I have changed the Builder class to loosen security restrictions for the decorators - essentially I've made the handlers public. Now you can use the Pvax.WeakDelegates.dll assembly in applications that run in the LocalIntranet security zone (i.e. run from a UNC share), not only in FullTrust zone.

My implementation of weak decorators differs from Greg's. Greg's containers/observers keep references to "weak containers" and attach events of many observables to a single mediator that relays the events to the observer (I've redrawn Greg's diagram):

Sample image

In my implementation the observes and the observables do not know about mediators at all so I have to create a new decorator class for each new event/handler combination:

Sample image

Greg's approach is better in terms of memory consumption.

I considered to use .Net 2.0 dynamic methods as a lightweight replacement for the decorators, but it seems to me that they don't fit in the picture. Please, prove me wrong, it'd be nice to get rid of this clunky in-memory type cache. If you ask me why I don't use generic hash tables, I have two answers. First, the code is written for .Net 1.1. Second, just imagine yourself the declaration of the cache with generics.

I've introduced a set of new tests that prove the weak delegate decorators work for .Net 2.0 generic delegatess. I had been worrying a bit that I'd have to change or tweak the IL code generation for generics somehow. To my surprise the code written for .Net 1.1 worked with generics without any change. It means that Microsoft's developers had done a amaising piece of job seamlessly integrating generics into CTS and CLR. Excellent!

By the way, after writing tests for generic delegates I don't consider declarations of reflection-based factory methods ugly: declarations and casts for more or less complex generic delegates are uglier.

Further improvements.

My code generates a lot of types, it would be a good idea to generate as many event handlers per decorator as possible to reduce the number of types and the total number of decorators.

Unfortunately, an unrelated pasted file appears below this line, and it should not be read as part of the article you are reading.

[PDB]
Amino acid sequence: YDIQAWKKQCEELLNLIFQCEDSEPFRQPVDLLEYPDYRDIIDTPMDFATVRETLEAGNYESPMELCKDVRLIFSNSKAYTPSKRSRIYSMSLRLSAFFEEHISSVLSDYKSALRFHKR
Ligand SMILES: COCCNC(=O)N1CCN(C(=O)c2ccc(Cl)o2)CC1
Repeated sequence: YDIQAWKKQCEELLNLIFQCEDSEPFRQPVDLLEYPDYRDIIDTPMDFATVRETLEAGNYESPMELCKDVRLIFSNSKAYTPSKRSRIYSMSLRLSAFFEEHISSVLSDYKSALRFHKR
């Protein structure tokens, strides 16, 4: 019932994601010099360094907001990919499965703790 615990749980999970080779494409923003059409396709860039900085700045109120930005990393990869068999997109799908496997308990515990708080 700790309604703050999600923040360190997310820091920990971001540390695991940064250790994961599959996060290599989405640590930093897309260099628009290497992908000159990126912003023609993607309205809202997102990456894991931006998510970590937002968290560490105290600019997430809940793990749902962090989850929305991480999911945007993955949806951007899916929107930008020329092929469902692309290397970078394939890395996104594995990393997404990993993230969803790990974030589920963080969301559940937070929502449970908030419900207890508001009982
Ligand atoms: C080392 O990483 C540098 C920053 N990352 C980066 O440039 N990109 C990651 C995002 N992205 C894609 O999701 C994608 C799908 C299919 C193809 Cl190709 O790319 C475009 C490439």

My code is inherently not thread safe; it would be nice to make it so.

If the IL code generator throws an InvalidProgramException, it means that I screwed up something in the IL code (not that I think I did but it might happen). This is unrecoverable exception because the in-memory assembly that gathers all the decorator types becomes corrupt. I do not catch this exception and let it propagate up to the global exceptions handler. If this happens, the most reasonable way is to let the application terminate and notify me. If you have access to the application's source code, please end me at least the declaration of the delegate which invocation causes the error.

Sample projects.

As usual, my sample project is created in SharpDevelop IDE. The project contains five subprojects: Pvax.WeakDelegates, Pvax.WeakDelegates.Tests, WinFormsIdleTest, ConsoleTest and UnsubscribeTest. I've also converted them to VS-compatible projects with #D 2.0.

The first two are the weak decorators library itself and the tests assembly for the library. The rest are described below.

The sample project folder also contains FxCop and NUnit project files. FxCop fairly says that the Pvax.WeakDelegates namespace contains too little classes, but keep in mind that all decorators are emitted in this namespace also. It also is not happy about static constructors and ToString() calls without specifying the culture info, but all these are "implementation details", so just ignore them. I created a separate NUnit project because I somehow screwed up my #D installation and the unit testing add-in doesn't work anymore. If the compiler complains about missing reference to the NUnit.Framework assembly, remove the reference, add it again and recompile the test project.

UnsubscribeTest sample project.

This sample consOLe application illustrates the DelegateUtil class usage. It creates an observable instance and some observers, changes a property of the observable, unsubscribes one observer unconditionally with the DelegateUtil and changes the property one more time. All notifications are logged to the consOLe to make sure that the observer has really been unsubscribed.

WinFormsIdleTest sample project.

The WinFormsIdleTest is a sample of the weak delegates usage in a Windows Forms application. I hook child forms to the Application.Idle event. Although the forms get disposed of at the WM_CLOSE message handlers, the memory occupied by them stays reachable (i.e. not eligible for garbage collection) because of unsubscribed events. If you decorate the event delegates with the weak decorators, the memory gets reclaimed.

The sample application consists of two forms. The main form:

has three buttons. By clicking the New sticky form... button you create a small form:

It performs a simple animation using Application.OnIdle event (NB: never use this event for that purpose in real applications, it is highly ineffective). The Click event handler for this button uses usual += operator to subscribe the child from for the idle event. You can close the child form with the standard Close button (the small button with diagonal cross in the right side of the window's caption).